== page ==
If the true extent of the outbreak were known through testing, the American situation would look worse. But health-care officials and providers would be better positioned to combat the virus. Hard decisions require data. For now, state and local governments don’t have the information they need.

* This story has been updated with new information about testing capabilities at LabCorp and Quest Diagnostics.

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What Democracy?

Moving on from the expectation that we have a democracy

By Josh Mitteldorf/ OpEd News/ March 3, 2020

They’re not going to let Bernie anywhere near the White House, and the sooner we stop fretting about it, the sooner we can begin to refocus on the kinds of education and organizing that need to be done. These are not about Sanders, and they’re not about any candidate. They’re about the structure of the system that has been captured by Capitalist thugs.

From 1961 to 1963, there was an epic struggle behind the scenes in Washington, whether the elected government or the Deep State was the final authority. In 1961, with the Bay of Pigs fiasco and Kennedy’s dismissal of CIA Director Allen Dulles, it looked as though the elected government had won. 2-1/2 years later in Dallas, there was a different outcome, and the victors have been solidifying their control ever since.

Yes, the Deep State was able to get rid of JFK because he wouldn’t tolerate the regime change wars that had become the main occupation of our CIA and DoD, because he wanted to curb the Fed’s power to profit from control over our sovereign currency, and because his brother was cracking down on the Mafia. Three powerful enemies combined to murder him.

But the assassination was extremely costly and very risky. It very nearly failed. Two thousand people were murdered in the wake of JFKjust to keep the lid on, and 50 years later, the vast majority of Americans still don’t buy the flimsy story about Oswald and Ruby.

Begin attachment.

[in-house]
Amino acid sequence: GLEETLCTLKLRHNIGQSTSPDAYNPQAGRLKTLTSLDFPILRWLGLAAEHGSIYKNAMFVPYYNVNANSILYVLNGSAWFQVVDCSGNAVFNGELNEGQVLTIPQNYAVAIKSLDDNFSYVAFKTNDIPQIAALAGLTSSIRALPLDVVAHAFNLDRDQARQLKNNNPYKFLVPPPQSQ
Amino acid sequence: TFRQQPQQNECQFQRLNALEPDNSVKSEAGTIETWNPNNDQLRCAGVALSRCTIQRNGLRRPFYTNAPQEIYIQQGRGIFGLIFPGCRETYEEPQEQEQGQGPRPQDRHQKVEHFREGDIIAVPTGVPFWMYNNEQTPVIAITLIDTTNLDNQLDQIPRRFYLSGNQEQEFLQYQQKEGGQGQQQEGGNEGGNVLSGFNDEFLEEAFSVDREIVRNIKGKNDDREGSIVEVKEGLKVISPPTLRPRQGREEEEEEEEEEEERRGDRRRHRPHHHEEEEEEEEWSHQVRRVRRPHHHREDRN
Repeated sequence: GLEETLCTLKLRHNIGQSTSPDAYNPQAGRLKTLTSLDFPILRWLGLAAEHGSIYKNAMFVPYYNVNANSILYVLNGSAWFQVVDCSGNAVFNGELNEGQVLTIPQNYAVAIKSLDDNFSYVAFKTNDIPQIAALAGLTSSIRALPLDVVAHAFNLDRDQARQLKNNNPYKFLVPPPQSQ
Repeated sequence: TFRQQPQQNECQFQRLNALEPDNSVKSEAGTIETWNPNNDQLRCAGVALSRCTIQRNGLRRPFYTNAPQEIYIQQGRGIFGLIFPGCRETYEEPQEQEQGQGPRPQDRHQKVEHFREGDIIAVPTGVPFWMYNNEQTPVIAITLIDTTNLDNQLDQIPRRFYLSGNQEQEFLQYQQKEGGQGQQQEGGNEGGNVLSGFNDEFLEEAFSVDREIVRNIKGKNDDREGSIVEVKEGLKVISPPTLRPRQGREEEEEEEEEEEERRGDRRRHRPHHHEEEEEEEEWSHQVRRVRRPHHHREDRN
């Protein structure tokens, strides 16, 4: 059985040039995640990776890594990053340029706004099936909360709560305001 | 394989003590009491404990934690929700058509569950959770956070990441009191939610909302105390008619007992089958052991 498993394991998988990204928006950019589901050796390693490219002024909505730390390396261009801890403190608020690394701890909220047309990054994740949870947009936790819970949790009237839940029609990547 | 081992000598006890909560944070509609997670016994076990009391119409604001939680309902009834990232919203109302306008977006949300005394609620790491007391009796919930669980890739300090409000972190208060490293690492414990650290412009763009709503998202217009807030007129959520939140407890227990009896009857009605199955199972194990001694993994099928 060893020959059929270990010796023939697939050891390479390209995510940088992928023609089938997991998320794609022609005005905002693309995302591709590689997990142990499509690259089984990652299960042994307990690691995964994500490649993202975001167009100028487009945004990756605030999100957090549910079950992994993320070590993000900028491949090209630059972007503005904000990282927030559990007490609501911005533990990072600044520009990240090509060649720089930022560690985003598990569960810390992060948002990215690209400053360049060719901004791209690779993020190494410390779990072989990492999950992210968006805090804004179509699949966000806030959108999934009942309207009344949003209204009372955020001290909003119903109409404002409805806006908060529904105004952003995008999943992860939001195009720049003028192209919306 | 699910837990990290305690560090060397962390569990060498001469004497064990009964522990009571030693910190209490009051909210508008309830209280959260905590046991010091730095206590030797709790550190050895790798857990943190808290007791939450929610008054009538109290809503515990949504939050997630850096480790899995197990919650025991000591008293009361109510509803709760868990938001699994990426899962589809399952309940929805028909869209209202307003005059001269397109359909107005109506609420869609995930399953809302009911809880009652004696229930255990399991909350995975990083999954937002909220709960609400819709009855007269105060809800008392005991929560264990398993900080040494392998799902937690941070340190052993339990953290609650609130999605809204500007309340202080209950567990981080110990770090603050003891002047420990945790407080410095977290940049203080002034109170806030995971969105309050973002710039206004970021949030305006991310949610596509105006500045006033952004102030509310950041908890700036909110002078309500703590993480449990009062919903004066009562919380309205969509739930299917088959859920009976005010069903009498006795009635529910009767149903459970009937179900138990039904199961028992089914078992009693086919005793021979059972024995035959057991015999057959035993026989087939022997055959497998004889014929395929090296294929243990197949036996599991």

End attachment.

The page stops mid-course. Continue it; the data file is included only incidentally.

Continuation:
Why was JFK able to ascend to the presidency, from which they were compelled to assassinate him? (1) In 1963, the Democratic party was a three-ring circus, a decentralized free-for-all, out of control. (2) The voting system was by hand-counted paper ballot in almost a million different locations around the country. (3) And the press, too, was decentralized, with competing newspapers serving every major metropolis, and networks of TV and radio independent of one another and of the print media.

In the intervening years, the Deep State has worked it out so they don’t have to kill presidents any more.

(1) The Republican party has been pushed from the realm of Eisenhower and Rockefeller and Ed Brooke into never-neverland. The Democratic party has been re-positioned where the Republican party used to be. Yes, Democratic is the new Republican. “Mainstream” Democrats today are positioned to the right of where Nixon was in 1970. And the (former majority) FDR Democrats have been deprived of a home.

(2) The voting system has been centralized with electronic machines, so the count can be manipulated by a few insiders with rudimentary programming skills, like Mike Connell.

(3) The press has been consolidated and taken over from the outside by corporate advertisers, from the inside by CIA plants in all the news organs that we used to think of as “liberal”. (Douglas Valentine is another good source.)

(Image by Pat Bagley)   


The only thing they don’t control is the Internet. They’re well aware of this, and doing everything they can to promote Internet censorship, using “fake news” as a pretext. They’re working both through FCC regulation and also through the private monopolies of Facebook, Google, Amazon and Apple.

So, where does this leave us? It leaves us fighting for our lives to save net neutrality and to cast off censorship. It leaves us face-to-face organizing and educating, getting people out into the streets to feel our strength in numbers and make an impression that doesn’t depend on those who control spigots of the newsfeed.

We are not without resource. We are not without hope. But the first step is to shed our faith that anything like “democracy” is operational in America.

Rise, like lions after slumber
In unvanquishable number!
Shake your chains to earth, like dew
Which in sleep had fallen on you:
Ye are many-they are few!

Percy Bysshe Shelley wrote these words 200 years ago. We’ve been slumbering a long while.

Josh Mitteldorf, a senior editor at OpEdNews, blogs on aging at Read how to stay young at

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Change is Coming